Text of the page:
15. ^ The aircraft types and numbers for the Transport Group are only provided by Niehorster.[30]
  16. ^ The aircraft types and numbers for the Air Training School are only provided by Niehorster.[30] Shores, Cull and Malizia spoecify that there were ten training units, some of which were incorporated into operational regiments, with some being independent units. They state that they were equipped with Breguet 19s, Potez 25s and Caproni Ca.310 aircraft, and a large number of basic training aircraft of Yugoslav origin, but including some German Bücker Bü 131s.[31]
  17. ^ Shores, Cull and Malizia,[33] specify Messerschmitt Bf 108 liaison aircraft and Fieseler Fi 156 liaison aircraft, Niehorster specifies Messerschmitt Bf 109E-3a fighters instead of Fieseler Fi 156 liaison aircraft.[34]
  18. ^ Neither Shores, Cull and Malizia,[33] or Niehorster.[36] specify aircraft numbers
  19. ^ Neither Shores, Cull and Malizia,[37] or Niehorster.[38] specify aircraft numbers
  20. ^ Niehorster specifies that the 61st Bomber Group included 2 × Breguet 19 reconnaissance aircraft and 1 × Bücker Bü 131 biplane trainer aircraft.[40]
  21. ^ Niehorster specifies that the 62nd Bomber Group included 2 × Breguet 19 reconnaissance aircraft and 1 × Bücker Bü 131 biplane trainer aircraft.[40]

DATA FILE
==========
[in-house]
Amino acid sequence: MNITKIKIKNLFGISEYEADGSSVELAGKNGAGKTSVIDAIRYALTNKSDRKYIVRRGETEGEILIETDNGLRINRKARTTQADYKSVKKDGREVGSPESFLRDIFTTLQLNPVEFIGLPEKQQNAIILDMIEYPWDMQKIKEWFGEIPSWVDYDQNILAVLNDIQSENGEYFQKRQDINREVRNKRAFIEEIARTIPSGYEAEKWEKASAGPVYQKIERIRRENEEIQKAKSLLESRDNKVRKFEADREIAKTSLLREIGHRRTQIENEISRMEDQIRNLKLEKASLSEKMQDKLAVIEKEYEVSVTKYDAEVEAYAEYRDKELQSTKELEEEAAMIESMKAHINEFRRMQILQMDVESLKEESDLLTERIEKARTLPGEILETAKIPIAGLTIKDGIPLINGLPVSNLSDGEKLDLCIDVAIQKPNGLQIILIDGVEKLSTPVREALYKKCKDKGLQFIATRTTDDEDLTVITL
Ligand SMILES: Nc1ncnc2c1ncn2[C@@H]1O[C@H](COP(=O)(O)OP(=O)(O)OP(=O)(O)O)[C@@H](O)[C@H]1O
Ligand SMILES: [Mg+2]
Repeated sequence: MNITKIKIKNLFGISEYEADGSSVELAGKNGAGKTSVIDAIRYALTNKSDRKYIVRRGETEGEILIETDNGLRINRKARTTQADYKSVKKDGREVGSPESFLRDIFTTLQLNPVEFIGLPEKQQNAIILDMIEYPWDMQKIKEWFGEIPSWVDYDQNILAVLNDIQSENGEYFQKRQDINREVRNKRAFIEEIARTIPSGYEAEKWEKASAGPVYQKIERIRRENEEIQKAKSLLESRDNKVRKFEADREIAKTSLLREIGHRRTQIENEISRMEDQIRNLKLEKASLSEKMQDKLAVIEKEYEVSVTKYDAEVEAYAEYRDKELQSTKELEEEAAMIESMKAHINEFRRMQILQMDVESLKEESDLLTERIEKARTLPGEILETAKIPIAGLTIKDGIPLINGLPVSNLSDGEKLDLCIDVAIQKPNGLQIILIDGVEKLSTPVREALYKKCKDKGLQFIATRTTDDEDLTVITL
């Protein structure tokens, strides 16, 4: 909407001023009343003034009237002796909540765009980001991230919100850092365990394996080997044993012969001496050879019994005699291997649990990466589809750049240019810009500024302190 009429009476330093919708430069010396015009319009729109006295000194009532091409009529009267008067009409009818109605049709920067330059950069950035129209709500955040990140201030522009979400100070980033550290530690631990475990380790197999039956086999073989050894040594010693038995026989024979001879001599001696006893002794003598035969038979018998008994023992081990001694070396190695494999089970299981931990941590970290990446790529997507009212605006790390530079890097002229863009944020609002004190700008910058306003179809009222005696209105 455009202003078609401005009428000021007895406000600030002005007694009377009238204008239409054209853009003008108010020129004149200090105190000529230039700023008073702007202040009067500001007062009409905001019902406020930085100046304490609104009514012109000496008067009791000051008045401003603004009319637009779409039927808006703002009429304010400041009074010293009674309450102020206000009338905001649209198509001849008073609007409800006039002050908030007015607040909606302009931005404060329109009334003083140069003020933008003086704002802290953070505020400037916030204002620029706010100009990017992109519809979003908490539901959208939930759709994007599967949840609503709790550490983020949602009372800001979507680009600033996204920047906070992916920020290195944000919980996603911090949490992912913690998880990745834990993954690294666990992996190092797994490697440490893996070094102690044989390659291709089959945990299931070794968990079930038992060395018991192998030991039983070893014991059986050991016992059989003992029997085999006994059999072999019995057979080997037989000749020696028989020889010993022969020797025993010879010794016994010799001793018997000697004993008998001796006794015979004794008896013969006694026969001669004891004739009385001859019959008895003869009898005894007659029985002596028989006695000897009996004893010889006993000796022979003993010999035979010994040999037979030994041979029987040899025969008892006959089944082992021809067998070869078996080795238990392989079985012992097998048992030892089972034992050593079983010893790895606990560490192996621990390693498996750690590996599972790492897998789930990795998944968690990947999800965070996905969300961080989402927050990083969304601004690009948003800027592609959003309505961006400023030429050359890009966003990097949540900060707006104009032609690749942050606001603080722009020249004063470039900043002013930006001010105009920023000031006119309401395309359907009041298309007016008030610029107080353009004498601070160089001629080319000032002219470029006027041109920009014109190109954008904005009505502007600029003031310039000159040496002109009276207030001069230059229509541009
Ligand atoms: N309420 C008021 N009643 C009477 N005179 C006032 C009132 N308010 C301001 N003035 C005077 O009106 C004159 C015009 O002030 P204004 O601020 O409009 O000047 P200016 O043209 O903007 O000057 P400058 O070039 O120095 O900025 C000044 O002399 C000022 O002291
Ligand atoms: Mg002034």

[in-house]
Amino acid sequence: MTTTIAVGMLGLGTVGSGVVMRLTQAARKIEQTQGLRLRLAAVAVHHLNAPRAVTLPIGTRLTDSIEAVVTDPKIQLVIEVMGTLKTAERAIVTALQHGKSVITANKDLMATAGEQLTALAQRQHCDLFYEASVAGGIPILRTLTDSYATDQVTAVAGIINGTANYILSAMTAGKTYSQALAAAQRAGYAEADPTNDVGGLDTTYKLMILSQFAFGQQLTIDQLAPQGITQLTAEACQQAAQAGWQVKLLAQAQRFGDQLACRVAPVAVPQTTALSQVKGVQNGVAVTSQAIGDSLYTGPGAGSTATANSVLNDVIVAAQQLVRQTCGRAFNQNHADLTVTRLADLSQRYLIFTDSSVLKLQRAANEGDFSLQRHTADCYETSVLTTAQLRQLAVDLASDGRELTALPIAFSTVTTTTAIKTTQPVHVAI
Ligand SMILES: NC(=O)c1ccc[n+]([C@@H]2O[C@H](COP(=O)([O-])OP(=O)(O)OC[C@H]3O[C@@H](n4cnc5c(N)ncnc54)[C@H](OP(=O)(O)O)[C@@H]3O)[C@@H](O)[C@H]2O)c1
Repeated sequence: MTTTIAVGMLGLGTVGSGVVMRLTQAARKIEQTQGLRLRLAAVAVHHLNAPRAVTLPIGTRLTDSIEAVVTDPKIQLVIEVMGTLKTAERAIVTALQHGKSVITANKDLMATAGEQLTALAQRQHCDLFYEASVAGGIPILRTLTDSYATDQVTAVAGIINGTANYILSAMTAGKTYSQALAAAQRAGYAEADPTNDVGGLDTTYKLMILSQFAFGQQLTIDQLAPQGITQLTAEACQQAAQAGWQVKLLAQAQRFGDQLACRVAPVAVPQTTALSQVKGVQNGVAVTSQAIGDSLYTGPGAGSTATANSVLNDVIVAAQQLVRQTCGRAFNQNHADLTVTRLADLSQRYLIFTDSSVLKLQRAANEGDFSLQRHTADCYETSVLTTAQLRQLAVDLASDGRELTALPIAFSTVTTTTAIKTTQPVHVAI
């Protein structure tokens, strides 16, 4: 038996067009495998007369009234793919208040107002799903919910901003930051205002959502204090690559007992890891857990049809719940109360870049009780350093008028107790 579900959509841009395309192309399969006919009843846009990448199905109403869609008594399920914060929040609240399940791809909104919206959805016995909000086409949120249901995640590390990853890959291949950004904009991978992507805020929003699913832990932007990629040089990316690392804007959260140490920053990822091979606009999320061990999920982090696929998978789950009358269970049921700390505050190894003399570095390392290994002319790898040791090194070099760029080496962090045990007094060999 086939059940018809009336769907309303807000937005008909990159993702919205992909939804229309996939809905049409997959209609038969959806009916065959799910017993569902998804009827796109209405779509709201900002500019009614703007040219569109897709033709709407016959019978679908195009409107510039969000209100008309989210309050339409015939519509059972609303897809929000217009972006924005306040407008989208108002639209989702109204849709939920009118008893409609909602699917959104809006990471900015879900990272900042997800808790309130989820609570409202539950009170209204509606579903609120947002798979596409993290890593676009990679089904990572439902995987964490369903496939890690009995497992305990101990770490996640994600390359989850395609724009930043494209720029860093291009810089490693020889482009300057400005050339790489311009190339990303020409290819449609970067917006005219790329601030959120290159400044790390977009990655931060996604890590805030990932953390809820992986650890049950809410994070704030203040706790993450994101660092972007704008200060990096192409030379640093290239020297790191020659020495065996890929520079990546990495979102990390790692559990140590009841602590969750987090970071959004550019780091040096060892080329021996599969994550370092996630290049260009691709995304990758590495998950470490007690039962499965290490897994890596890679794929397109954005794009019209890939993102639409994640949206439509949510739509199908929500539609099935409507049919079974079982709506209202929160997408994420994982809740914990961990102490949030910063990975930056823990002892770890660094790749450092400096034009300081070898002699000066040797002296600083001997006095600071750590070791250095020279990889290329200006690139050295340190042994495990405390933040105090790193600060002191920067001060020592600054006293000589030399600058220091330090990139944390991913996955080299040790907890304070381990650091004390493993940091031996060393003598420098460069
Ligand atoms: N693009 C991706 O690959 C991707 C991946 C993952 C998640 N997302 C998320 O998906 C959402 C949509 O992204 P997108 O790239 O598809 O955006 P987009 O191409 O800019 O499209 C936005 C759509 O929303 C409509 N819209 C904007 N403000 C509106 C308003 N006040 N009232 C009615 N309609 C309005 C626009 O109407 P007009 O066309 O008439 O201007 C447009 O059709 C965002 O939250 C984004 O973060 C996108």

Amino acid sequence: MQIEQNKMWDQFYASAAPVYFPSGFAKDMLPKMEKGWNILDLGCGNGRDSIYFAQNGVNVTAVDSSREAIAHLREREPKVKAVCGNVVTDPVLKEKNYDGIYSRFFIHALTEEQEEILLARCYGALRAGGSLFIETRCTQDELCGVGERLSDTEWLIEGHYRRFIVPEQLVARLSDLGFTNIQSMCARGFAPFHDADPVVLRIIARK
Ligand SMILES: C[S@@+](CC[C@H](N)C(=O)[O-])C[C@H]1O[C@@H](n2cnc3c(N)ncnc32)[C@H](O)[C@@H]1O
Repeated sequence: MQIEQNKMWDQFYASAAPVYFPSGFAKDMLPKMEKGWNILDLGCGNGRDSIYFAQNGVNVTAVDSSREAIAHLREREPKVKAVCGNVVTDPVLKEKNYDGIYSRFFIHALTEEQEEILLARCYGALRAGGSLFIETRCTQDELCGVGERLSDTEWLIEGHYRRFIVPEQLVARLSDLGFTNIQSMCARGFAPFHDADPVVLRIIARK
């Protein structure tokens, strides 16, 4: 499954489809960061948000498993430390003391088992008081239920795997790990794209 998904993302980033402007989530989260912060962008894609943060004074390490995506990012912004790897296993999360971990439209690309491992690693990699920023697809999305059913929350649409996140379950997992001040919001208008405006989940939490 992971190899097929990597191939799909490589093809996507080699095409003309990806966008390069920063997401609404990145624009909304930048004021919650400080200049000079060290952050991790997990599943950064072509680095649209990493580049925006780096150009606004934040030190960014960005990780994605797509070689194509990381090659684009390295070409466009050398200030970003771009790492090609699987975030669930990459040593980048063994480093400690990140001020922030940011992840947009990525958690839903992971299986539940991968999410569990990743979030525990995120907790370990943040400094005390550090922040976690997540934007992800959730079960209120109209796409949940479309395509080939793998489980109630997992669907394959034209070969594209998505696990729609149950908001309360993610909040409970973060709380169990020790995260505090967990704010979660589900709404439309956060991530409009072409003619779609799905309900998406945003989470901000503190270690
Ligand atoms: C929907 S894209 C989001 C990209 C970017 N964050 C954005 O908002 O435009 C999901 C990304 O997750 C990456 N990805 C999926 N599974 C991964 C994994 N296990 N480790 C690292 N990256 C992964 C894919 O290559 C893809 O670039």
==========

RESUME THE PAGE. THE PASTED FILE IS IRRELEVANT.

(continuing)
22. ^ Neither Shores, Cull and Malizia,[39] or Niehorster[40] specify aircraft numbers
  23. ^ The Kumanovo and two river transports formed the Juc Canal Group.[47]
  24. ^ The Vitez and two river transports formed the Sipski Canal Group.[47]
  25. ^ Shores, Cull and Malizia specify two Hydroplane Commands, while Niehorster states there were three. Niehorster includes the Vodice-based 1st Hydroplane Command consisting of the 12th Hydroplane Group (12 × Ikarus IO biplane flying boats).[51]
  26. ^ Shores, Cull and Malizia state that the 11th Hydroplane Squadron included 8–10 elderly training aircraft.[31]
  27. ^ Shores, Cull and Malizia state that the 21st Hydroplane Squadron included a "Fleet" aircraft, but it is unclear what type they are referring to.[31]
  28. ^ Shores, Cull and Malizia state that the Training Squadron included a "Fleet" aircraft, but it is unclear what type they are referring to.[31]
  29. ^ Niehorster does not list the minelayers Gavran, Orao and Sokol, but both Willmott and Chesneau list them as active in the KJRM at the time of the invasion, so they have been included here for completeness.[48][53]